What are spam comments?
Spam in blogs (also called simply blog spam or comment spam) is a form of spamdexing. It is done by automatically posting random comments or promoting commercial services to blogs, wikis, guestbooks, or other publicly accessible online discussion boards. Any web application that accepts and displays hyperlinks submitted by visitors may be a target.
Adding links that point to the spammer’s web site artificially increases the site’s search engine ranking. An increased ranking often results in the spammer’s commercial site being listed ahead of other sites for certain searches, increasing the number of potential visitors and paying customers.
Examples of en.grand-piano.org’s comment spam. Click image to see more examples of the unrelated posts they’ve been commenting on.
If you’re in the market for a new Grand Piano, please take their questionable tactics into consideration before making your final decision. If are willing to use such lowly methods to gain customers, can you really trust the way they handle other aspects of business?
Who engages in this practice, presumable to increase search engine prominence and thus sales?
I use JS-Kit to handle comments on my blog, and so have disabled WordPress’ native commenting system. Yet everyday I receive emails informing me that “PianoGuy”, “GoPiano”, “PianoDraft”, “PianoTrade”, “PianoFan”, “LePiano” … found posts as unrelated to Pianos as: “Write Your Own Listener Interface (you know you want to)” or “Auto-Notification of Broken Links, Fantastic Pre-Written Anti-Spam .htaccess File!” (irony?) interesting and helpful.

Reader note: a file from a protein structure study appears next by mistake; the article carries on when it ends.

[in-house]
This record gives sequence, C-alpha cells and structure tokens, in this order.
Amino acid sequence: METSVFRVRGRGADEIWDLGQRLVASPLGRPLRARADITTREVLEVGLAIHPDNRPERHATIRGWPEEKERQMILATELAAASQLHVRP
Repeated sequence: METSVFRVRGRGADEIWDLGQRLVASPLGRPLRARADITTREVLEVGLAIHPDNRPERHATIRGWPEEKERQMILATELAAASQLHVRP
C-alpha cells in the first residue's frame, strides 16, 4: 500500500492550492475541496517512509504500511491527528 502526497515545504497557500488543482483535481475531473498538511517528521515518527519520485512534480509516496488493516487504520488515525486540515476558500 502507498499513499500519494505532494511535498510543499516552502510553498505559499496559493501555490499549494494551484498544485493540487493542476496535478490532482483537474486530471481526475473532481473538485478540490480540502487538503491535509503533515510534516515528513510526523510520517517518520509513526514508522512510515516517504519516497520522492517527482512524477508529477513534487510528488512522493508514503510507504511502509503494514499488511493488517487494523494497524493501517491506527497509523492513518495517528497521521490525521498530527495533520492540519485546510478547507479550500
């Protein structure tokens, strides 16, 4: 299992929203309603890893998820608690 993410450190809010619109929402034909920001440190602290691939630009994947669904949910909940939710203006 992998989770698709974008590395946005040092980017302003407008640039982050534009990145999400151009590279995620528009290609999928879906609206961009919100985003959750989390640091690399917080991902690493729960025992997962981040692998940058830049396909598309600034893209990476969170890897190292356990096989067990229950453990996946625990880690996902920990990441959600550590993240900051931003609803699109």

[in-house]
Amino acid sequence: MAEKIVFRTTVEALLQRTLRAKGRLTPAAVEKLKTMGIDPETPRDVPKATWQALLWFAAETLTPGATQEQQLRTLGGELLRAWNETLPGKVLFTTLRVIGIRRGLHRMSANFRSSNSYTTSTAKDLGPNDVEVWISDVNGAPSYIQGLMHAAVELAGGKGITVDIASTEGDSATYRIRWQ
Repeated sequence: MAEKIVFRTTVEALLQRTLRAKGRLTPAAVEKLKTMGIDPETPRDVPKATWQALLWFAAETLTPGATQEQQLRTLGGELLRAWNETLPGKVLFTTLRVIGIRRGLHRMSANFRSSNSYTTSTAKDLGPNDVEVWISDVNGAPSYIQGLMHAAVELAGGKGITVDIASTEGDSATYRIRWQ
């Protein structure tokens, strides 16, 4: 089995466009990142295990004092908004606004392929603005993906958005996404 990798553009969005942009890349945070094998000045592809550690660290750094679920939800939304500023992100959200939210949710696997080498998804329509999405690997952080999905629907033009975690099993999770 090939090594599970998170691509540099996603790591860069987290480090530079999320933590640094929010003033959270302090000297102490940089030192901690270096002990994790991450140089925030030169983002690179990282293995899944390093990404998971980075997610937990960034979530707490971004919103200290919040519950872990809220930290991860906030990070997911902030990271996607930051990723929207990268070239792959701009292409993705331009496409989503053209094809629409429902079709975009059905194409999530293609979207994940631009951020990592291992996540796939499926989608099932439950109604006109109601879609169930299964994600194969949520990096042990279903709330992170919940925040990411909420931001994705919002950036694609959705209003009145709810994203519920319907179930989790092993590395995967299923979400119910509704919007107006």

Mr. PianoMan, this behaviour is not acceptable. We would like you to please leave our blogs never return. Or if you do insist on reading our posts, at least wait until we write something actually related to Pianos before leaving a
Update: the spambot has attempted to comment on this post!
I wanted the little app I’m making to display a green tick or a red cross depending on whether the user had entered valid credentials. Simple? Yeah. Everything went really well, I extended a JPanel to handle the tick/cross display area (tickCross), got the POST code going, strung together the rest of the GUI elements.
The problem was that tickCross.repaint() wasn’t reliably repainting. about 30% of the time the image wouldn’t be painted. The method was being called, but nothing was happening. I tried Google, re-read the related Sun Java docs and was reminded that: “repaint() does not actually paint. It calls the peer repaint which enqueues a request in some platform-dependent way inside the native GUI for a repaint.” – MindProd. Great. My OS was deciding when I was allowed to draw.